Pavel Pavlov

Pavlov, Pavel Andreevich


Born Feb. 19 (Mar. 2), 1892, in Tbilisi; died July 18, 1924, near Kuangchou, China. Soviet military leader. Member of the Communist Party from 1919. Son of an officer. Pavlov was a student at the St. Petersburg Polytechnic Institute from 1909 to 1914. He was arrested for revolutionary activity in 1910–11 and in 1914. He joined the army in 1914 and graduated from a school for ensigns in 1915. He served in World War I (1914–18) as a staff captain in the life guards of the Volyn’ Regiment. In 1917, Pavlov was a member of committees ranging from the regimental to front level. In 1918 he commanded a partisan detachment in fighting against the German occupation forces and the Hetmanate. He became military leader and military commissar of Kiev Province in 1919. Pavlov commanded the right-bank group of the Twelfth Army in August 1919. From September to November 1919, he commanded a detached rifle brigade that was part of the main attack force of the Southern Front.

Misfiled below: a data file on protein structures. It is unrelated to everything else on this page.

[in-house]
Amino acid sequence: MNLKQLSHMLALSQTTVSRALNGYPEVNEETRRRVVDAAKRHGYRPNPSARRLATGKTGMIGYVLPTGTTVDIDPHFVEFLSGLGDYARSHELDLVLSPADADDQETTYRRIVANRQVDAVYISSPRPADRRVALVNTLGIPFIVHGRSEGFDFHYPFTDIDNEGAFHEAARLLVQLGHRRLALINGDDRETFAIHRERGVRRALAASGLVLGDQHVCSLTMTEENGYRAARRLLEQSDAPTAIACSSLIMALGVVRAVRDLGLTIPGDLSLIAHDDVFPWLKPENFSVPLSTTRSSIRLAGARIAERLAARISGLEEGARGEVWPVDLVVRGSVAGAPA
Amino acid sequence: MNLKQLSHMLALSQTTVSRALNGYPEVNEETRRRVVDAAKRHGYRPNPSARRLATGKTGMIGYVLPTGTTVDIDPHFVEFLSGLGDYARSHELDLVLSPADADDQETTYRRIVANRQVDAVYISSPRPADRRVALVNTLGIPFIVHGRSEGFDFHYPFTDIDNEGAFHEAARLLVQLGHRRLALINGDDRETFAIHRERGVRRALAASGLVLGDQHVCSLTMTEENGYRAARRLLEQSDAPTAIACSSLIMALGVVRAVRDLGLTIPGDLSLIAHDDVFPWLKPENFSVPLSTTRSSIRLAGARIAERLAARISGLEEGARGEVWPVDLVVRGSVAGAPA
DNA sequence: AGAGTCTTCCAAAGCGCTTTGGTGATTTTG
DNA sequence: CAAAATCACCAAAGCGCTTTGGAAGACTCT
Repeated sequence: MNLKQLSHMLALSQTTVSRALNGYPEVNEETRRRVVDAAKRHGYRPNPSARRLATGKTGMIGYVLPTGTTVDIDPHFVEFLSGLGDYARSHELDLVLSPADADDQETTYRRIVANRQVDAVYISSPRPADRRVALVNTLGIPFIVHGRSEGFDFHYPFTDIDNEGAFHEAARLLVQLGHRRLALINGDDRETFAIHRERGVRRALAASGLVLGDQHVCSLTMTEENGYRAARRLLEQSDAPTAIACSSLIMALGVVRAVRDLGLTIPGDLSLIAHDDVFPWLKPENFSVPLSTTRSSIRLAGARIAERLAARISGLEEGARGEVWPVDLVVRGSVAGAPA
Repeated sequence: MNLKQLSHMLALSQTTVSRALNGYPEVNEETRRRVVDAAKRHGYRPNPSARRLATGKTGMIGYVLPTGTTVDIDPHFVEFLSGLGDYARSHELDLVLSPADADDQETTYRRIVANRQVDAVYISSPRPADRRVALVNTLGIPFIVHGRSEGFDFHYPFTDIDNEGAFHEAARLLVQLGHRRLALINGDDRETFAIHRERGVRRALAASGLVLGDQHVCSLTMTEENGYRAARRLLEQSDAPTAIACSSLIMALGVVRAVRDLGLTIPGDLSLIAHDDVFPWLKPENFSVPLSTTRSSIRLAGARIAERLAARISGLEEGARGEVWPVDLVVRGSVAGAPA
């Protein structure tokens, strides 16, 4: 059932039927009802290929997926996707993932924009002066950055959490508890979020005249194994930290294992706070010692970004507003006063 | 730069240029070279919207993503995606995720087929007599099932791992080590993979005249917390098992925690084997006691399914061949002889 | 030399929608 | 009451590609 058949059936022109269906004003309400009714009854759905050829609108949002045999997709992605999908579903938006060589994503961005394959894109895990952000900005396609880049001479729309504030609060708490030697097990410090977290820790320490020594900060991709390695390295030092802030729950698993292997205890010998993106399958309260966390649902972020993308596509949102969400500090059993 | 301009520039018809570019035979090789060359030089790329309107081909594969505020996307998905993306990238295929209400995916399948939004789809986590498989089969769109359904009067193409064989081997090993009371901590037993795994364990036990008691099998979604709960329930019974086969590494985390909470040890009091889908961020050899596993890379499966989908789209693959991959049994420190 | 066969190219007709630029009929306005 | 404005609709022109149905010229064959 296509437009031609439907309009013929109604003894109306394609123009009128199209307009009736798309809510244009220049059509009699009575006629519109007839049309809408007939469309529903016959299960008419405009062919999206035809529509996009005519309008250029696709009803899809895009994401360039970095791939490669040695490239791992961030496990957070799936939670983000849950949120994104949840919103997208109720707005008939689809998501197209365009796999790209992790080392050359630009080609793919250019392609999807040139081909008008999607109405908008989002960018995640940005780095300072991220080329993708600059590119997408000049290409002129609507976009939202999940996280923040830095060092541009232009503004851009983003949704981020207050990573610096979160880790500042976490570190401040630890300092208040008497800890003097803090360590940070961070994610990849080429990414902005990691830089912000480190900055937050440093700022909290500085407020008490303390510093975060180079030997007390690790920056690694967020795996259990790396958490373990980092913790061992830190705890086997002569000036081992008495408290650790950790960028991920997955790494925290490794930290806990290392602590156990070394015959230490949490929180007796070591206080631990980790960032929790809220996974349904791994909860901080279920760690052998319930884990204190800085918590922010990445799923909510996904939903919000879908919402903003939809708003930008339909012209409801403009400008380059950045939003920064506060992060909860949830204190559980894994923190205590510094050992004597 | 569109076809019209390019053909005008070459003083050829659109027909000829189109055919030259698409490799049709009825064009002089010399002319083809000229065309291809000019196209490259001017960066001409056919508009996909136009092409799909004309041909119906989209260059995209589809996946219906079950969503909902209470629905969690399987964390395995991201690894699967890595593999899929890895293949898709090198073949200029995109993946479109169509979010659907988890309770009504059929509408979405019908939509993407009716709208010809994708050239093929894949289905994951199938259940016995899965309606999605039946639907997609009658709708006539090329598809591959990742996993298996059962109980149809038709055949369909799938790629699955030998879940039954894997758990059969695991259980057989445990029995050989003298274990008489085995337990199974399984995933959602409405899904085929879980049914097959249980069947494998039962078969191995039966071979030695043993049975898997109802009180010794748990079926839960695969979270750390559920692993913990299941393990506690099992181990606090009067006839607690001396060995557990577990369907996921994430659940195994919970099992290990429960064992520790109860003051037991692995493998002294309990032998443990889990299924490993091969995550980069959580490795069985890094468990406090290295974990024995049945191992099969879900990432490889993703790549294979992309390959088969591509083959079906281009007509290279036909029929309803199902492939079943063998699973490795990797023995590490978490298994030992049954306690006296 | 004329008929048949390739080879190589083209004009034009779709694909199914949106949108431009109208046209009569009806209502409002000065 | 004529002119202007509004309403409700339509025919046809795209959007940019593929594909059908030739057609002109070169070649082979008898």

From December 1919 to 1921, Pavlov successfully commanded a brigade and a division in fighting against Wrangel’s troops, the Makhno movement, and the Antonov revolt. He graduated from higher academic training courses in 1923. Pavlov fought against the Basmachi in Middle Asia in 1922 and 1923–24. In April 1924 the Soviet government sent him to China as chief military adviser to Sun Yat-sen. Pavlov died during a crossing of the Tung River. He was awarded two Orders of the Red Banner, the Bukhara Gold Star First Class, and a personal gold weapon.


Bykov, D. V. Komkor Pavlov. Moscow, 1965.
References in periodicals archive ?
D'un discours qui ne serait pas du semblant/Actors, Networks, Theories: Sophie Belair Clement & Philippe Hamelin, Steve Lyons, Pavel Pavlov, Kevin Rodgers, and others, curated by Vincent Bonin, in collaboration with the Leonard & Bina Ellen Gallery
Shuleva was accused of appointing Pavel Pavlov as head of the Information and Communication Services unit at the Economy Ministry without checking whether he had a security clearance for access to classified information.
A Russian and Norwegian team, led by Pavel Pavlov of the Russian Academy of Sciences in Syktyvkar, unearthed the remains of an ancient human occupation in riverbed deposits at a Russian Arctic site.